In the age of corporate epic fantasy has pulp-era sword and sorcery become more appealing than ever? Wondering where the genre stands as I discover a forgotten fantasy heroine from the Marvel vaults
Sword and Sorcery (or Heroic Fantasy) has long cast a spell over me as unbreakable as the riddle of steel. I love the absorbing worlds, powerplays and sagas of Epic Fantasy. But sometimes I just wanna see a barbarian dude shove a yard of rune-etched Cimmerian steel through a bad guy’s face.
The pleasures of Sword and Sorcery are primal and undeniable, their tales descended from those of Gilgamesh, Māui, Anansi and Odin, violent, pioneer ‘culture heroes’ who tamed the monster-filled wilderness of newly-forged creation before fading into legend. In the same sense, it’s the bulldozer heroes of Sword and Sorcery – Conan and Red Sonja – who pave the way for the ‘civilised’ epic worlds of Tolkien and George R. R. Martin. But if you’ve read Robert E. Howard, the godfather of 20th century Sword and Sorcery, you’ll know he felt civilisation was just another – even worse – form of savagery.
My love for tales of swashbuckling and monster-bashing was rekindled in earnest with my writing Black Beth, a thoroughly obscure Sword and Sorcery heroine from British comics, whom I revived for Rebellion with the sensational Greek artist Dani. I wanted to write exactly the kind of continuity-free heroic tales I don’t see much of these days.
I harked back to my youth devouring Fighting Fantasy gamebooks and watching Hawk the Slayer on repeat. I grabbed missing back issues of vintage White Dwarf and Warlockon eBay, losing myself in those grimdark illustrations that had so hypnotised me as a kid. But nostalgia becomes poison when one drinks too deeply, and I want to see what the genre is doing right now...
You can read the rest of this post over on Agent of Weird, my FREE Substack newsletter.
Image is key to success for writers today. But is the drive to fictionalise ourselves a good thing or a toxic necessity? What does it say to incoming talent?
A few years ago, I took a stab at telling the truth.
I’d just been commissioned to write a novella for the good people at Games Workshop’s Black Library, part of a Sisters of Battle triptych called The Book of Martyrs. My story would feature alongside two other stories, one by the mighty Danie Ware and the other by Warhammer loremaster Phil Kelly. I considered myself an old pro when it came to comics, but still felt like a noob when it came to prose, and this was my longest word count for Black Library to date. I’d only written Warhammer audios and short stories until now and most of those had ended up way longer and taken twice as long to complete than anticipated.
I knew I had a solid story, a turbo-charged thriller about Sister Ishani – a Hospitaller of the Argent Shroud with her faithful servo-cherub Borvo – who must survive a xenos invasion long enough to warn a neighbouring agri-station before they too are slaughtered. I also knew that I could do this, though it certainly didn’t feel like it while I was writing.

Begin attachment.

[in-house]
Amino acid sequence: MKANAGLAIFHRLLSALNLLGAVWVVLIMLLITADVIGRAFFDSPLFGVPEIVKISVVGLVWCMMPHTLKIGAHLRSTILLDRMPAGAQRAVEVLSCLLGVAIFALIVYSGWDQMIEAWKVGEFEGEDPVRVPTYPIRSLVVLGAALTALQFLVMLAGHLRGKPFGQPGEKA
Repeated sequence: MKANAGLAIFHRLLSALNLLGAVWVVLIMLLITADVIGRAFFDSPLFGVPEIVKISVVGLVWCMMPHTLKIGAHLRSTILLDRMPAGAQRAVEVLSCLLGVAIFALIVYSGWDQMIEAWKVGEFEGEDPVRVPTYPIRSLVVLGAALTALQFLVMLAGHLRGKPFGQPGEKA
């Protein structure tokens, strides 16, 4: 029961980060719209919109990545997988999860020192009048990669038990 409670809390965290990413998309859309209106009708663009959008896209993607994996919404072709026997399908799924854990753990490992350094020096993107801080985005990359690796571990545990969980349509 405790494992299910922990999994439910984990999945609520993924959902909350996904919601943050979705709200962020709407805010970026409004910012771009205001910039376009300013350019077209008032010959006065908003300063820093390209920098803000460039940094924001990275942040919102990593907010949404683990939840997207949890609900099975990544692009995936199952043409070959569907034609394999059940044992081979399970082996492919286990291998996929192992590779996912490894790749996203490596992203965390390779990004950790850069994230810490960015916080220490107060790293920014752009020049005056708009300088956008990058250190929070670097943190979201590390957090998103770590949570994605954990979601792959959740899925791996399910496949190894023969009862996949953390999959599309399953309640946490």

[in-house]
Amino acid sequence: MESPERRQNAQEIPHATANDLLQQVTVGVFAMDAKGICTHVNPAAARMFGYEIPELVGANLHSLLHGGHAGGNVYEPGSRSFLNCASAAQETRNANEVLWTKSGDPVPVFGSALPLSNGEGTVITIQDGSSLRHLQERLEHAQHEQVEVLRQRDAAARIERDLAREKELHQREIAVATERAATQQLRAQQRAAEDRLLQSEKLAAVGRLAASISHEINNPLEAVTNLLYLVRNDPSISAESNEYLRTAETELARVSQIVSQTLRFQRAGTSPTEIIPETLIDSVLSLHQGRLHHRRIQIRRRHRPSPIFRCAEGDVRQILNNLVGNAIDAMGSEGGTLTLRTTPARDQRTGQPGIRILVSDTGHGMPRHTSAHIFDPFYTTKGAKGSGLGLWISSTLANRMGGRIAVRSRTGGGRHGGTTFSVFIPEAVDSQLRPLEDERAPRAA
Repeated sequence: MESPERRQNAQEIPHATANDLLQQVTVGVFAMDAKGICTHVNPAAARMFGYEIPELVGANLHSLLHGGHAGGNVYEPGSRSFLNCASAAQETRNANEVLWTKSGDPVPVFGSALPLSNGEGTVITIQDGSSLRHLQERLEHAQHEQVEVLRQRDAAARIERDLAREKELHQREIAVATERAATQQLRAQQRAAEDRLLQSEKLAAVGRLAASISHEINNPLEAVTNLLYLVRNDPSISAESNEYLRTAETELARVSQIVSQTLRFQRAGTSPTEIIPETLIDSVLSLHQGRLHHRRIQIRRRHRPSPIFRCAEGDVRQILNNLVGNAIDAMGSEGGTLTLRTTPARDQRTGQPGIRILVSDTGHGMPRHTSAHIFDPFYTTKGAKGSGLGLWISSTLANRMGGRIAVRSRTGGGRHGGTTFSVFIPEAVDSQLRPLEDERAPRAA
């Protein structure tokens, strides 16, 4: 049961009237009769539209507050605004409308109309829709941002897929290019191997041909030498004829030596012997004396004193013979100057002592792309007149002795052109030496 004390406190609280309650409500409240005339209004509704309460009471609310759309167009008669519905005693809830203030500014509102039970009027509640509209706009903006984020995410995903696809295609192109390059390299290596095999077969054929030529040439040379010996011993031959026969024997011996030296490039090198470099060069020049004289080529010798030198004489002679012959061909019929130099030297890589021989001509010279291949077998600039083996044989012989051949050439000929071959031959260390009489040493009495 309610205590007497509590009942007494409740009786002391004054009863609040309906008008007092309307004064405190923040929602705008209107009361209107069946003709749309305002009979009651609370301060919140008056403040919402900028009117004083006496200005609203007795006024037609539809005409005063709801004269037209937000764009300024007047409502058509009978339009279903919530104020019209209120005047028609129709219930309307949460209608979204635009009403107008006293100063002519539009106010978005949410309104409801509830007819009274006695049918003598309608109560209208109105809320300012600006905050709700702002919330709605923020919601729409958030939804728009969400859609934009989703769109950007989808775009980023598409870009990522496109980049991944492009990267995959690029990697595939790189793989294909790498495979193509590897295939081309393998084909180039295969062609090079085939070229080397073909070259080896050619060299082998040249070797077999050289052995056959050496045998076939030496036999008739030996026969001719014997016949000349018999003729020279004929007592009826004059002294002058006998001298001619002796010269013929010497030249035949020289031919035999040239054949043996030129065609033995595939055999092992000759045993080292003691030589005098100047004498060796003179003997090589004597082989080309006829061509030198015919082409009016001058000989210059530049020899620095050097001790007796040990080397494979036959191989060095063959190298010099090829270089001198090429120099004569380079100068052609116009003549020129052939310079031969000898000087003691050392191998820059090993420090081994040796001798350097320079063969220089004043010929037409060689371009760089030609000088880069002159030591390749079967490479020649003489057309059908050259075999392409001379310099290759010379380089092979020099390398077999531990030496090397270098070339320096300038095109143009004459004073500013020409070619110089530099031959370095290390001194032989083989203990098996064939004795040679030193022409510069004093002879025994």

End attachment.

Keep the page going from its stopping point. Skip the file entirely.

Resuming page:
The only thing stopping me getting the job done was my worrying about getting the job done.
So I decided to keep a journal. Just ten minutes at the end of each working day and I’d barf out everything with which I’d been struggling during that session. No holding back. No uplifting lesson at the end. Just a bite-sized stream of consciousness. You’d be lucky if you got punctuation! I’d worry about scenes not working, too-subtle character arcs, over-description, the persistent possibility that the whole thing might be running away from me, soaring over the word count and demanding several extra weeks I didn’t have in order to cut it all back.
Bloody Dan Abnett (my stable-mate over at 2000 AD) made this look so easy in First and Only. What was I doing wrong? Why was this so hard? What the hell was wrong with me?
Who knew? Just get it down and get it out there.
I figured I’d wait until Book of Martyrs had been out for a while, then publish a few spoiler-free journal entries on my blog every week. I’d gotten a surprisingly good bit of traction on the craft essays I’d posted, so reckoned there might be a few young writers hooked into my RSS feed who might appreciate the honesty. After all, this was exactly the sort of equalising confessional that I craved back when I was making my first steps into the business of writing. Here was my chance to maybe let a few rookies coming after me know that they probably weren’t doing things quite as ‘wrong’ as they thought.
I managed about two entries in that journal before realising I could never publish it...
To continue reading, check out my free Substack newsletter Agent of Weird right here!